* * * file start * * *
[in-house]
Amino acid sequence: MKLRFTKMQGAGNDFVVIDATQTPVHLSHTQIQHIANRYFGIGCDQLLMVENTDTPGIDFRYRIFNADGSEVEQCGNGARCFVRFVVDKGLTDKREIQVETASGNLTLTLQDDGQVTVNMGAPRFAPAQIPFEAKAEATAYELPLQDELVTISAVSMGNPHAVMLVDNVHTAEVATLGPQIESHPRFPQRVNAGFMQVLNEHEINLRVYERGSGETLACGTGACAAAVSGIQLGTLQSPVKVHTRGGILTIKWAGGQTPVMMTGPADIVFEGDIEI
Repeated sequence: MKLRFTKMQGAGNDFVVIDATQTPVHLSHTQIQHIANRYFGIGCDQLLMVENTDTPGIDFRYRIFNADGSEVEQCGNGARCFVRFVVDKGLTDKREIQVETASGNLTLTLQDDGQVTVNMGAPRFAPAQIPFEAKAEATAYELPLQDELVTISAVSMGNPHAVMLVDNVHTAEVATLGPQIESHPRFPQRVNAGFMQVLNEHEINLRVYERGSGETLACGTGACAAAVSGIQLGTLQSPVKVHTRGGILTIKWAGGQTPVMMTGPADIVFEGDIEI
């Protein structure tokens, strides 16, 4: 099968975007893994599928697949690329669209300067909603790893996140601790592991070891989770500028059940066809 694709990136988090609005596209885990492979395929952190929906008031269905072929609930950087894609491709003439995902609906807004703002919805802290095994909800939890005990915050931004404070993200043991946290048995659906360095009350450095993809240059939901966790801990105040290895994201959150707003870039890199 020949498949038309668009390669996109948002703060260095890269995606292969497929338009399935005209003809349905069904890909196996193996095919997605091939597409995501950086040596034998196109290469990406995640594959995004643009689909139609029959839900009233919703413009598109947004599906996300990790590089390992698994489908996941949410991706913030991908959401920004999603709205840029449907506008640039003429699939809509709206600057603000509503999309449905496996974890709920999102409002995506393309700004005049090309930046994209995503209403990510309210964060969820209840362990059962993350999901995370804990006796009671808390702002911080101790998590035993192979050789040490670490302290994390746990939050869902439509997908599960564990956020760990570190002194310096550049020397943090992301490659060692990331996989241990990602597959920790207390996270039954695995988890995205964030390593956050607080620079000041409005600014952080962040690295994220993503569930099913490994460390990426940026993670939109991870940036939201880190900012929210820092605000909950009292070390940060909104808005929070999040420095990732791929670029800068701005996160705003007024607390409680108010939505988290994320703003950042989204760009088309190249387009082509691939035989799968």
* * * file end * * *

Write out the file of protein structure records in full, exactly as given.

[in-house]
Amino acid sequence: MKLRFTKMQGAGNDFVVIDATQTPVHLSHTQIQHIANRYFGIGCDQLLMVENTDTPGIDFRYRIFNADGSEVEQCGNGARCFVRFVVDKGLTDKREIQVETASGNLTLTLQDDGQVTVNMGAPRFAPAQIPFEAKAEATAYELPLQDELVTISAVSMGNPHAVMLVDNVHTAEVATLGPQIESHPRFPQRVNAGFMQVLNEHEINLRVYERGSGETLACGTGACAAAVSGIQLGTLQSPVKVHTRGGILTIKWAGGQTPVMMTGPADIVFEGDIEI
Repeated sequence: MKLRFTKMQGAGNDFVVIDATQTPVHLSHTQIQHIANRYFGIGCDQLLMVENTDTPGIDFRYRIFNADGSEVEQCGNGARCFVRFVVDKGLTDKREIQVETASGNLTLTLQDDGQVTVNMGAPRFAPAQIPFEAKAEATAYELPLQDELVTISAVSMGNPHAVMLVDNVHTAEVATLGPQIESHPRFPQRVNAGFMQVLNEHEINLRVYERGSGETLACGTGACAAAVSGIQLGTLQSPVKVHTRGGILTIKWAGGQTPVMMTGPADIVFEGDIEI
């Protein structure tokens, strides 16, 4: 099968975007893994599928697949690329669209300067909603790893996140601790592991070891989770500028059940066809 694709990136988090609005596209885990492979395929952190929906008031269905072929609930950087894609491709003439995902609906807004703002919805802290095994909800939890005990915050931004404070993200043991946290048995659906360095009350450095993809240059939901966790801990105040290895994201959150707003870039890199 020949498949038309668009390669996109948002703060260095890269995606292969497929338009399935005209003809349905069904890909196996193996095919997605091939597409995501950086040596034998196109290469990406995640594959995004643009689909139609029959839900009233919703413009598109947004599906996300990790590089390992698994489908996941949410991706913030991908959401920004999603709205840029449907506008640039003429699939809509709206600057603000509503999309449905496996974890709920999102409002995506393309700004005049090309930046994209995503209403990510309210964060969820209840362990059962993350999901995370804990006796009671808390702002911080101790998590035993192979050789040490670490302290994390746990939050869902439509997908599960564990956020760990570190002194310096550049020397943090992301490659060692990331996989241990990602597959920790207390996270039954695995988890995205964030390593956050607080620079000041409005600014952080962040690295994220993503569930099913490994460390990426940026993670939109991870940036939201880190900012929210820092605000909950009292070390940060909104808005929070999040420095990732791929670029800068701005996160705003007024607390409680108010939505988290994320703003950042989204760009088309190249387009082509691939035989799968």